Caring for a person living with cancer is no easy feat. But caregivers who are stressed can greatly benefit from coloring and open-studio art therapy, suggests a new study published in the European Journal of Oncology Nursing, reports DrexelNow.

Researchers compared the two arts-based approaches for caregivers with the help of 34 participants—25 health care professionals and nine family caregivers. The participants were randomly assigned to 45 minutes of independent open-studio art therapy or an active-controlled colored session; both were run by trained art therapists.

In the open-studio session, participants were given a variety of art materials to work with. The therapist would facilitate the session, offering guidance and interacting with each individual. During the last five minutes of the session, the art therapist processed the artwork before giving each person the chance to discuss his or her work and reflect on the process.

Those who participated in the coloring sessions chose a coloring sheet and were provided with markers and pencils. But in this instance, the art therapist didn’t interact with participants.

Participants expressed feeling more pleasure and enjoyment and less anxiety, perceived stress and burnout after both sessions. In addition, many expressed an interest in continuing art-making in the future because it helped them focus on something else besides caregiving.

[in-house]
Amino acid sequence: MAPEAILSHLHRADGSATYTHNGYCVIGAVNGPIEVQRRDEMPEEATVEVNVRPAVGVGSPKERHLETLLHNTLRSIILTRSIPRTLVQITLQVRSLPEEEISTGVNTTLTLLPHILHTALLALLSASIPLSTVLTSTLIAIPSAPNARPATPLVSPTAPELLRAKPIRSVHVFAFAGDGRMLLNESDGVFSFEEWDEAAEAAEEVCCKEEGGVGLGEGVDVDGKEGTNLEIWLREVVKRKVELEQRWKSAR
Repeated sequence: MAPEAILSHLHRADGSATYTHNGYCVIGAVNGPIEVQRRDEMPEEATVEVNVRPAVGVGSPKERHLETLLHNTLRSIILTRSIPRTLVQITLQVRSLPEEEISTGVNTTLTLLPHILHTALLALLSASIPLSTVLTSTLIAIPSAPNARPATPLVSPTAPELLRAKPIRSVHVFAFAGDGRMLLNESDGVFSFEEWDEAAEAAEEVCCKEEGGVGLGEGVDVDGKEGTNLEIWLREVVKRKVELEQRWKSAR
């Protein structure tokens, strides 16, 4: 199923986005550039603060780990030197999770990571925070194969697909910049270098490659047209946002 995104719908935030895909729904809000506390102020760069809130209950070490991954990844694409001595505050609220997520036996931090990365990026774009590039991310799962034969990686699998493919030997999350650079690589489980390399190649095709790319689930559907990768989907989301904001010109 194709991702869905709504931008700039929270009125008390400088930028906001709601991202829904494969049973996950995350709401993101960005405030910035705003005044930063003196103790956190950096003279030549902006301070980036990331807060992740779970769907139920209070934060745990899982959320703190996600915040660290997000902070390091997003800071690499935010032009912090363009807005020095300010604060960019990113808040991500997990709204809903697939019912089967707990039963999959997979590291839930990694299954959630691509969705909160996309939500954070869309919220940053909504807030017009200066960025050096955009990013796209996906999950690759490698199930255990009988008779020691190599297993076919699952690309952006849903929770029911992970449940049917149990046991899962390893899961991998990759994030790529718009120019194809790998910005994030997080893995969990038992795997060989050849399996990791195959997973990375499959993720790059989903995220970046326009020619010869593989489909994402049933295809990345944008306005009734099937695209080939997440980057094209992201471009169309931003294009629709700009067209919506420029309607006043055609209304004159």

The researchers recommend that art therapy be made available not only to people with cancer but to caregivers and oncology professionals. Addressing their psychosocial needs not only improves their own health but also can improve the patient’s treatment compliance and outcomes, notes lead study author Girija Kaimal, EdD, an assistant professor at the College of Nursing and Health Professions at Drexel University.

“We recommend that oncology units have similar, dedicated studio spaces with therapeutic support and different forms of art-making available to meet individual caregiver needs,” she said.  

For related coverage, check out “Family Caregivers Are Getting a Break—and Extra Coaching” and “A Caregiver’s Perspective: Honoring Your Hopes and Fears.”